DeKALB- The minimum wage has been raised from $11 to $12 earlier this year, according to a press release posted on illinois.gov. The state is also planning to raise the minimum to $15 by 2025.
Illinois hadn’t seen a wage increase since 2010 when the state boosted the minimum wage to $8.25. Chicago, however, increased the minimum wage for employers with 21 or more workers to $15 on July 21, 2021.
Daniel Maze, first-year engineering major, thinks that seeing the minimum wage raise a dollar is a good step in the right direction but he would like to see more major changes.
“Yeah it’s a good thing that the city is trying to boost up the wage but Chicago has been setting the pace pretty well in having their minimum at $15, so I much rather would have something like that,” Maze said. “The cost of living far exceeds the wage at most places here and as a recent job seeker, that could kind of leave doubts in your head on whether or not pursuing a part time job is even worth the hassle.”
Chair of Economics Carl Campbell, believes there truly isn’t any cause for concern for living costs even with a minimum wage increase.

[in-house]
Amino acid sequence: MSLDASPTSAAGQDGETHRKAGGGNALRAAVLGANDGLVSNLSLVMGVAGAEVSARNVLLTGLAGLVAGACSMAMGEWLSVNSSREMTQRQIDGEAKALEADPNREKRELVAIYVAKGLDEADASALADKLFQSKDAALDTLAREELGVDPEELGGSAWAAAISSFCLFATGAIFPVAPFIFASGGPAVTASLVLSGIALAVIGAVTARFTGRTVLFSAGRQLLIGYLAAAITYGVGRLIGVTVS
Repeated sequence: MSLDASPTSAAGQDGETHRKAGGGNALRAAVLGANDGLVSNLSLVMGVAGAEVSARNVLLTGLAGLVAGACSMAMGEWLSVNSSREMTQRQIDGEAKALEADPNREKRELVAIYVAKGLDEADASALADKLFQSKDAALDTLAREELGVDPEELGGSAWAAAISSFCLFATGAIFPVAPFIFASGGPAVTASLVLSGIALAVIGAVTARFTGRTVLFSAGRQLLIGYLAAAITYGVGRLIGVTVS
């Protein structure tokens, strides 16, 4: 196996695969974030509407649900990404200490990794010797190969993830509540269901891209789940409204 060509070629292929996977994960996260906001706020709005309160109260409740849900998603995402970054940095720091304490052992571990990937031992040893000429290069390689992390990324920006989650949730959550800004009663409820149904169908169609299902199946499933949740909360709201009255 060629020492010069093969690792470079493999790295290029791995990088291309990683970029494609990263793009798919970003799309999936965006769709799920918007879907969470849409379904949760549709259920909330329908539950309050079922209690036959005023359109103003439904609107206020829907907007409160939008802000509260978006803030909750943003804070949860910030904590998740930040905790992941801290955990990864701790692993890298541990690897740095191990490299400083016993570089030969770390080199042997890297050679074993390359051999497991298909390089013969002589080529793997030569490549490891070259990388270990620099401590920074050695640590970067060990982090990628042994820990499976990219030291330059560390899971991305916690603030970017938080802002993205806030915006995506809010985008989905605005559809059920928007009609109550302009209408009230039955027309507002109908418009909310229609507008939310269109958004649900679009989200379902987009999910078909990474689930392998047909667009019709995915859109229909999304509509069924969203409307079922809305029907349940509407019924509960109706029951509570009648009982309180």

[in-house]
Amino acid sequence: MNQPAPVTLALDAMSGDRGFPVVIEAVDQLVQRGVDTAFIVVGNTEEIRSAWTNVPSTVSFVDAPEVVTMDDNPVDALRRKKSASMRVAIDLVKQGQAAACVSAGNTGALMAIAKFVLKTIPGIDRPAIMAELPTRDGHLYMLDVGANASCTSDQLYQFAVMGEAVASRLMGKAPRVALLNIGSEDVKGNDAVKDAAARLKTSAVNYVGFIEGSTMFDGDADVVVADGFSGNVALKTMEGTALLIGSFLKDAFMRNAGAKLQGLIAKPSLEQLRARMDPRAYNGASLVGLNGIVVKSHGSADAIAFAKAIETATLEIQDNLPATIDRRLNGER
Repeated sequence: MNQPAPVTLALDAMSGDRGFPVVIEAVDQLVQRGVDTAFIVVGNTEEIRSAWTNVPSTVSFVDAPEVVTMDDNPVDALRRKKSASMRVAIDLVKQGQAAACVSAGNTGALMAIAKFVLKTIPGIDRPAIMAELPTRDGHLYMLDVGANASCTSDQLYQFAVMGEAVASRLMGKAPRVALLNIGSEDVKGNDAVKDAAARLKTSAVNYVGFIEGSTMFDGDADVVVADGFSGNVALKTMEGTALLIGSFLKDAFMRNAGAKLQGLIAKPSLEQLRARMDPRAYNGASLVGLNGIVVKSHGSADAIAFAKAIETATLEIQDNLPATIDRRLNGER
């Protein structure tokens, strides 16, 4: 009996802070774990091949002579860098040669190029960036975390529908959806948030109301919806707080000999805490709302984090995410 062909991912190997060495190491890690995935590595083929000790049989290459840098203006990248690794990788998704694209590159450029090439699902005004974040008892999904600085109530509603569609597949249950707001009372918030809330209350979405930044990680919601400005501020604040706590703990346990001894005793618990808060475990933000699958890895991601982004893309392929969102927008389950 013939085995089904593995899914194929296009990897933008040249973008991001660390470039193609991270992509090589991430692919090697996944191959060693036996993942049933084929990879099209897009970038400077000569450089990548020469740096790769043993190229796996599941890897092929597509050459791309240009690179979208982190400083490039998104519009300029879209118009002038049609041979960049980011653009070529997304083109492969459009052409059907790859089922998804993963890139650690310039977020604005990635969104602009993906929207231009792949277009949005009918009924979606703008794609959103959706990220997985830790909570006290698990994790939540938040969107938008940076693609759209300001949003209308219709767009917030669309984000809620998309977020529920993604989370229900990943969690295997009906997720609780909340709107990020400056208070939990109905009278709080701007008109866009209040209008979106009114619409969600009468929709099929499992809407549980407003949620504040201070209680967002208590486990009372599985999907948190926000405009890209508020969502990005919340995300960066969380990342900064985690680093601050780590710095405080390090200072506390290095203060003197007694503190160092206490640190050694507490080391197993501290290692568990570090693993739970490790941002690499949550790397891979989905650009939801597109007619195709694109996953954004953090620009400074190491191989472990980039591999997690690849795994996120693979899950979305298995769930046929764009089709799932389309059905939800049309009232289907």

“The state is already planning on raising the wage to $15, I believe, in 2025,” Campbell said “Many workers have already been getting paid more than the minimum for a while now too so I don’t see there being an issue with that. As for concerns about inflation, there shouldn’t be an issue with that. The causes for inflation you see now is because of production.”
Campbell also thinks that the state’s plan in boosting up the wage to $15 in 2025 could only aid in the issue employers are seeing with labor shortage.
“With jobs paying more, of course, it’s going to draw in more workers because they’ll be able to make more money,” Campbell said.
Nick De Leon, Treasurer of Phi Kappa Sigma and senior business administration major, said he wanted the $15 raise to happen this year, rather than 2025.
“Yes, the raise is something that has been long overdue, but what’s one dollar really going to change?” DeLeon said. “I would assume that there are more residents than students in DeKalb, so one would think the city would be pushing harder to raise the wage for the residents.”
Evelina Caref, first-year psychology major, said that any type of raise to the minimum could only benefit students and the residents of DeKalb.
“Personally I would’ve loved to see it go up to what Chicago has it at,” Caref said. “But still, any type of raise is only going to help. I know others probably would like it to be higher but in small towns like this I assume it’s harder to raise the minimum to what a big city could have.”
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